Plant & Gardening Trends

Fun Facts About Honeybees

Honeybees have been in existence for over 30 million years. Honeybees are the only insect that produces food eaten by humans. Honeybees are the only creatures that do not have to kill or maim to live. Eight (8) fl oz of honey takes 570 honeybees, visiting 1,000,000 flowers! Each honeybee produces 1/12 teaspoon of honey in its lifetime It requires eight pounds of nectar to... Read More

Weed Control

Weed/wed/ noun a wild plant growing where it is not wanted and in competition with cultivated plants. A plant out of place. The hard work of plant selection and planting for the season is finished.  The lawn is growing.  Perennial flower beds are filling in.  Vegetable gardens are just beginning to grow.  And what happens?  The weeds begin to grow as well.  Now is the... Read More

Creek Side Plants Galore!

Finally, the snow has ended (really?), and summer is upon us.  And the Creek Side Courtyard of Annual flowers and the Backyard of Perennial flowers, shrubs and trees and the Frontyard of Roses looks like summer!  Beautiful, colorful flowers and soothing greens all around.  Just imagine what your patio will look like? Our Annual Hanging Baskets love the warm temperatures and long days and show... Read More

Organic Vegetable Gardening

When we think of eating healthy, what may come to mind, is the thought of eating organic produce or fresh home-grown organically grown vegetables.  Mainly because we may prefer to know where our food comes from and that it has not been sprayed with chemicals.   But this notion of organic gardening does not fully encompass the full scope of what organic vegetable gardening truly means.... Read More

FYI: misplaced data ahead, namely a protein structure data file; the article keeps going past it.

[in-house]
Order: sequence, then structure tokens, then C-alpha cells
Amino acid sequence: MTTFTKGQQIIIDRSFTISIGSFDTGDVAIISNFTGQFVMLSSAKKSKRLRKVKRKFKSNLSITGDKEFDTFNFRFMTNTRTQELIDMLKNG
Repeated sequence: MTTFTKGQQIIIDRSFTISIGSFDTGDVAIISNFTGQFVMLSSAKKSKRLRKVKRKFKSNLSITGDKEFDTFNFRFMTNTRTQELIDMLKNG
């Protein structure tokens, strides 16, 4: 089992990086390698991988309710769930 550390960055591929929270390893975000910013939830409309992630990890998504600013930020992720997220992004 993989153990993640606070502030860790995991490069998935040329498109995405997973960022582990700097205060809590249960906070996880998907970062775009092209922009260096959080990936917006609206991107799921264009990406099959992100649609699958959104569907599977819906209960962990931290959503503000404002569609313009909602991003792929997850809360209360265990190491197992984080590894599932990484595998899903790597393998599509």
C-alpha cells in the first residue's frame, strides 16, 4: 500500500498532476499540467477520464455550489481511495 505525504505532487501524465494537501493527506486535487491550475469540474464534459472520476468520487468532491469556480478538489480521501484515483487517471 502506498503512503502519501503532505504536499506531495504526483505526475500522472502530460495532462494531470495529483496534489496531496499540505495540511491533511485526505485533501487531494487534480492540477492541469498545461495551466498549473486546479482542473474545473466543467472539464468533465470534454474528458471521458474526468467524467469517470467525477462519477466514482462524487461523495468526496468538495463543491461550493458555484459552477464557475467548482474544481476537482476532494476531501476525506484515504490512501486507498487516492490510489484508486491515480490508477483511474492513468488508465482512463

Vegetable Garden Planning

A little planning before planting your vegetable garden will go a long way in helping to create a productive and manageable garden space.  Focus your resources on planting only enough of what you would like to eat and enjoy.  Vegetables may be grown in containers as well as in a traditional ground bed.  Follow these tips to success. Sunny Location All vegetables need direct sunshine... Read More

Cool Season Gardening

Early spring is a wonderful time of the year to begin gardening.  Go with what Mother Nature offers and the types of plants that appreciate the early, Cool Season Gardening conditions in March and April.  Don’t worry about your warm season plants like geraniums and tomatoes until mid-May.  Plant any of the following suggestions for cool weather gardening success. Improve your soil Whether you have... Read More

Cool Season Vegetable Bulbs

Asparagus crowns Asparagus grows best in deep, well-drained sandy loam soil.  Improve Colorado soils with organic matter like compost to increase drainage.  Make a trench 8“deep, in rows 4’ apart.  The asparagus crowns are then laid in the trench 8-12” apart.  Cover the crowns with 2-3” of soil.  Once the asparagus begins to emerge in the furrow, gradually fill in and cover small weeds.  Eventually... Read More

Perennial Garden Planning

Site Selection – choose your garden location before designing it. Site selection is the first step in planning a successful perennial garden. Evaluate the location for sun and shade, wind, soil type and irrigation options.  Also consider ease of access, proximity to outdoor living areas, and visibility. Locate the perennial garden so that if possible, it can be accessed from two sides. This makes it... Read More

Colorado Garden Soil

A little understanding of our weather conditions and working in our drier, sometimes limiting soil properties will help you improve your garden soil and make smart plant choices this gardening season. Soil is a fascinating mixture of microscopic to larger forms of life (earthworms are good), plus varying amounts of air, water, decomposing living matter, aka organic matter, and different-sized soil texture particles or pores... Read More

Garden Clean Up Tips

Garden & Landscape Clean Up Hints and Tips Lawns Hand rake lawns to remove debris and encourage air movement in roots (usually no need to power de-thatch) Top dress with uneven spots with top soil and/or peat moss. Reseed bare spots. Aerate lawn with a minimum of 2” plugs (not too dry). Leave plugs on top of lawn. Apply pre-emergent herbicide to control crabgrass, dandelions,... Read More